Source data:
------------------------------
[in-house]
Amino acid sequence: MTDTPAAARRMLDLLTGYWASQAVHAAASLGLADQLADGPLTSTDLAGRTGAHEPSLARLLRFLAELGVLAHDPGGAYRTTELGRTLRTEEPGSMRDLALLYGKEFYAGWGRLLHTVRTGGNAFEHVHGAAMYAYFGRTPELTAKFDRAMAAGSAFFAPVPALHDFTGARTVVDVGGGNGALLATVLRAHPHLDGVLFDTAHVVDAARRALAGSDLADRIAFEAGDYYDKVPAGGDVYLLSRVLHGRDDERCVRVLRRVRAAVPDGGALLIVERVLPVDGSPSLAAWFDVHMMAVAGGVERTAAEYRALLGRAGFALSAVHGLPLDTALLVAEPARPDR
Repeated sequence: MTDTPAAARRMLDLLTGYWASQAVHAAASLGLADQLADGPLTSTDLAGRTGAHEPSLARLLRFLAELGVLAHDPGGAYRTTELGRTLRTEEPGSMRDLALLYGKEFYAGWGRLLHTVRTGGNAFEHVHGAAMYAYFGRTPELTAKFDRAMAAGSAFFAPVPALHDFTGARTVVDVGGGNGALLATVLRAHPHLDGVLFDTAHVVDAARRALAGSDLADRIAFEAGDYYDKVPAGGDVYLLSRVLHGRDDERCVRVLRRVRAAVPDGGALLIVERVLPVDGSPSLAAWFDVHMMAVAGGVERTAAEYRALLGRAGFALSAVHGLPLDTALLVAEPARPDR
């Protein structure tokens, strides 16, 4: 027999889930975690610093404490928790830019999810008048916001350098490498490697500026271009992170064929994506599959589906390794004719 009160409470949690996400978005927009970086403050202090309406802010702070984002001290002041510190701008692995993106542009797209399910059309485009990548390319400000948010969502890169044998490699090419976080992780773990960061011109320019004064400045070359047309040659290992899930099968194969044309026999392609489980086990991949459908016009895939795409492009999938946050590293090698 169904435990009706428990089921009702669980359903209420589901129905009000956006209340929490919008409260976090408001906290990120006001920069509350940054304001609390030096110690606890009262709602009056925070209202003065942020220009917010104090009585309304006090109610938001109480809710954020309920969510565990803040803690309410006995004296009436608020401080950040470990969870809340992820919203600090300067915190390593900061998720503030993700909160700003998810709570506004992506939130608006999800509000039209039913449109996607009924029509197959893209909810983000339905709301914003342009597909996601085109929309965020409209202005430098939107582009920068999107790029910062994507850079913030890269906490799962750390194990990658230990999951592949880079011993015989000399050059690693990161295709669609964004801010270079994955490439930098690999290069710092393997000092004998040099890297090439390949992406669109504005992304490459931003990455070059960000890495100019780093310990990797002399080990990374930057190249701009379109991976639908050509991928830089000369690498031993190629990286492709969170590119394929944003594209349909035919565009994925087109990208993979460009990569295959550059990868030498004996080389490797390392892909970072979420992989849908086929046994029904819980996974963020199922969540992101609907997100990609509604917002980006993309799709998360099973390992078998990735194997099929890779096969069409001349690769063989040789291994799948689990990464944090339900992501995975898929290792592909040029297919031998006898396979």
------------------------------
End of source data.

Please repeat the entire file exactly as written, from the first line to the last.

[in-house]
Amino acid sequence: MTDTPAAARRMLDLLTGYWASQAVHAAASLGLADQLADGPLTSTDLAGRTGAHEPSLARLLRFLAELGVLAHDPGGAYRTTELGRTLRTEEPGSMRDLALLYGKEFYAGWGRLLHTVRTGGNAFEHVHGAAMYAYFGRTPELTAKFDRAMAAGSAFFAPVPALHDFTGARTVVDVGGGNGALLATVLRAHPHLDGVLFDTAHVVDAARRALAGSDLADRIAFEAGDYYDKVPAGGDVYLLSRVLHGRDDERCVRVLRRVRAAVPDGGALLIVERVLPVDGSPSLAAWFDVHMMAVAGGVERTAAEYRALLGRAGFALSAVHGLPLDTALLVAEPARPDR
Repeated sequence: MTDTPAAARRMLDLLTGYWASQAVHAAASLGLADQLADGPLTSTDLAGRTGAHEPSLARLLRFLAELGVLAHDPGGAYRTTELGRTLRTEEPGSMRDLALLYGKEFYAGWGRLLHTVRTGGNAFEHVHGAAMYAYFGRTPELTAKFDRAMAAGSAFFAPVPALHDFTGARTVVDVGGGNGALLATVLRAHPHLDGVLFDTAHVVDAARRALAGSDLADRIAFEAGDYYDKVPAGGDVYLLSRVLHGRDDERCVRVLRRVRAAVPDGGALLIVERVLPVDGSPSLAAWFDVHMMAVAGGVERTAAEYRALLGRAGFALSAVHGLPLDTALLVAEPARPDR
């Protein structure tokens, strides 16, 4: 027999889930975690610093404490928790830019999810008048916001350098490498490697500026271009992170064929994506599959589906390794004719 009160409470949690996400978005927009970086403050202090309406802010702070984002001290002041510190701008692995993106542009797209399910059309485009990548390319400000948010969502890169044998490699090419976080992780773990960061011109320019004064400045070359047309040659290992899930099968194969044309026999392609489980086990991949459908016009895939795409492009999938946050590293090698 169904435990009706428990089921009702669980359903209420589901129905009000956006209340929490919008409260976090408001906290990120006001920069509350940054304001609390030096110690606890009262709602009056925070209202003065942020220009917010104090009585309304006090109610938001109480809710954020309920969510565990803040803690309410006995004296009436608020401080950040470990969870809340992820919203600090300067915190390593900061998720503030993700909160700003998810709570506004992506939130608006999800509000039209039913449109996607009924029509197959893209909810983000339905709301914003342009597909996601085109929309965020409209202005430098939107582009920068999107790029910062994507850079913030890269906490799962750390194990990658230990999951592949880079011993015989000399050059690693990161295709669609964004801010270079994955490439930098690999290069710092393997000092004998040099890297090439390949992406669109504005992304490459931003990455070059960000890495100019780093310990990797002399080990990374930057190249701009379109991976639908050509991928830089000369690498031993190629990286492709969170590119394929944003594209349909035919565009994925087109990208993979460009990569295959550059990868030498004996080389490797390392892909970072979420992989849908086929046994029904819980996974963020199922969540992101609907997100990609509604917002980006993309799709998360099973390992078998990735194997099929890779096969069409001349690769063989040789291994799948689990990464944090339900992501995975898929290792592909040029297919031998006898396979």